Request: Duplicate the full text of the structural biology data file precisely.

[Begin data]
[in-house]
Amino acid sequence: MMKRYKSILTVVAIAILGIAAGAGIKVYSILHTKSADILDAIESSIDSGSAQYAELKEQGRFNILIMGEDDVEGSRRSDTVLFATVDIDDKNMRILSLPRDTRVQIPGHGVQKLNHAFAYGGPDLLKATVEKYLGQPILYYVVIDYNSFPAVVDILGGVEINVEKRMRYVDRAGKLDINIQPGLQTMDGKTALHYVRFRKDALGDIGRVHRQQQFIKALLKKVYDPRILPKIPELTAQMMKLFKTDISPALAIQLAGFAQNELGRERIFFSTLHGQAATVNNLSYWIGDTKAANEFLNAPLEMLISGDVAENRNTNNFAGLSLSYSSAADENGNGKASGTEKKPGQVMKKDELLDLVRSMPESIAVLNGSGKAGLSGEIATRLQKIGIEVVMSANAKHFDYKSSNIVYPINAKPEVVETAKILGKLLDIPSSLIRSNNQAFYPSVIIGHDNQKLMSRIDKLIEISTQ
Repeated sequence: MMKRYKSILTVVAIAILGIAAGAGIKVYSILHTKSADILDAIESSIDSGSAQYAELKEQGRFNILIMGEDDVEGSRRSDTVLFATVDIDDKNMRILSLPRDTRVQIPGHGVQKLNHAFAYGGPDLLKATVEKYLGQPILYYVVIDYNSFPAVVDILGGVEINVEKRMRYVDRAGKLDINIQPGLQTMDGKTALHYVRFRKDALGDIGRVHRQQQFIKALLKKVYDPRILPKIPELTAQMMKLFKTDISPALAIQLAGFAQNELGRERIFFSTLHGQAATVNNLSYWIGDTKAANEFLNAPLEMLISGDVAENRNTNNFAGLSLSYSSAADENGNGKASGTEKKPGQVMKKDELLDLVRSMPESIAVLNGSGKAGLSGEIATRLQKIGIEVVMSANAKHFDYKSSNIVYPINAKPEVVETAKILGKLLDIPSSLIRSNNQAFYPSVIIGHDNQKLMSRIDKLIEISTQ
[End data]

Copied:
[in-house]
Amino acid sequence: MMKRYKSILTVVAIAILGIAAGAGIKVYSILHTKSADILDAIESSIDSGSAQYAELKEQGRFNILIMGEDDVEGSRRSDTVLFATVDIDDKNMRILSLPRDTRVQIPGHGVQKLNHAFAYGGPDLLKATVEKYLGQPILYYVVIDYNSFPAVVDILGGVEINVEKRMRYVDRAGKLDINIQPGLQTMDGKTALHYVRFRKDALGDIGRVHRQQQFIKALLKKVYDPRILPKIPELTAQMMKLFKTDISPALAIQLAGFAQNELGRERIFFSTLHGQAATVNNLSYWIGDTKAANEFLNAPLEMLISGDVAENRNTNNFAGLSLSYSSAADENGNGKASGTEKKPGQVMKKDELLDLVRSMPESIAVLNGSGKAGLSGEIATRLQKIGIEVVMSANAKHFDYKSSNIVYPINAKPEVVETAKILGKLLDIPSSLIRSNNQAFYPSVIIGHDNQKLMSRIDKLIEISTQ
Repeated sequence: MMKRYKSILTVVAIAILGIAAGAGIKVYSILHTKSADILDAIESSIDSGSAQYAELKEQGRFNILIMGEDDVEGSRRSDTVLFATVDIDDKNMRILSLPRDTRVQIPGHGVQKLNHAFAYGGPDLLKATVEKYLGQPILYYVVIDYNSFPAVVDILGGVEINVEKRMRYVDRAGKLDINIQPGLQTMDGKTALHYVRFRKDALGDIGRVHRQQQFIKALLKKVYDPRILPKIPELTAQMMKLFKTDISPALAIQLAGFAQNELGRERIFFSTLHGQAATVNNLSYWIGDTKAANEFLNAPLEMLISGDVAENRNTNNFAGLSLSYSSAADENGNGKASGTEKKPGQVMKKDELLDLVRSMPESIAVLNGSGKAGLSGEIATRLQKIGIEVVMSANAKHFDYKSSNIVYPINAKPEVVETAKILGKLLDIPSSLIRSNNQAFYPSVIIGHDNQKLMSRIDKLIEISTQ